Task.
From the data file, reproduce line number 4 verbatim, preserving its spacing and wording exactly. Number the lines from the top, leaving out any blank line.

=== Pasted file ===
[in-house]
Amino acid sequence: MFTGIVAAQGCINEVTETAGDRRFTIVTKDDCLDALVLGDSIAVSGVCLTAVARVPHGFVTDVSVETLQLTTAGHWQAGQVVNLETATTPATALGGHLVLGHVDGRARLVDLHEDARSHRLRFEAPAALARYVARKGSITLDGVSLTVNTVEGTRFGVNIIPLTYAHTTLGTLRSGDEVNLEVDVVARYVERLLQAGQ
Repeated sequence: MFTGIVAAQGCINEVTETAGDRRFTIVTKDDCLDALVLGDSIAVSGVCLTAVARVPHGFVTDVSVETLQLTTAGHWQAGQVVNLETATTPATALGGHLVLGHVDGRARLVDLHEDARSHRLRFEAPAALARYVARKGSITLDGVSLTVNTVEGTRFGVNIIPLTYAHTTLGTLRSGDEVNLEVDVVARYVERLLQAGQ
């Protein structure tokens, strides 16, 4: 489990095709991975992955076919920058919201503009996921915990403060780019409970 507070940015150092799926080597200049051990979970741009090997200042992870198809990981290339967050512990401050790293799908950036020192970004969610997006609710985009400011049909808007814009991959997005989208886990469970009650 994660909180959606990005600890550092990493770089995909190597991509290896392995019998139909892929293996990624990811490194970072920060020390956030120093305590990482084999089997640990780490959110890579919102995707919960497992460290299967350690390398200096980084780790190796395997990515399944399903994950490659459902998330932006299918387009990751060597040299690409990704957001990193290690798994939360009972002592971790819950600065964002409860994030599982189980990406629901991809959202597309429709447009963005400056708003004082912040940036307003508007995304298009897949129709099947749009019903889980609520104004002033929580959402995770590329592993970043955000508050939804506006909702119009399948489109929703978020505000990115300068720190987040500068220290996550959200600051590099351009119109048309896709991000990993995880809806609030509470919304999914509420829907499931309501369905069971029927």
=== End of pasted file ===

């Protein structure tokens, strides 16, 4: 489990095709991975992955076919920058919201503009996921915990403060780019409970 507070940015150092799926080597200049051990979970741009090997200042992870198809990981290339967050512990401050790293799908950036020192970004969610997006609710985009400011049909808007814009991959997005989208886990469970009650 994660909180959606990005600890550092990493770089995909190597991509290896392995019998139909892929293996990624990811490194970072920060020390956030120093305590990482084999089997640990780490959110890579919102995707919960497992460290299967350690390398200096980084780790190796395997990515399944399903994950490659459902998330932006299918387009990751060597040299690409990704957001990193290690798994939360009972002592971790819950600065964002409860994030599982189980990406629901991809959202597309429709447009963005400056708003004082912040940036307003508007995304298009897949129709099947749009019903889980609520104004002033929580959402995770590329592993970043955000508050939804506006909702119009399948489109929703978020505000990115300068720190987040500068220290996550959200600051590099351009119109048309896709991000990993995880809806609030509470919304999914509420829907499931309501369905069971029927």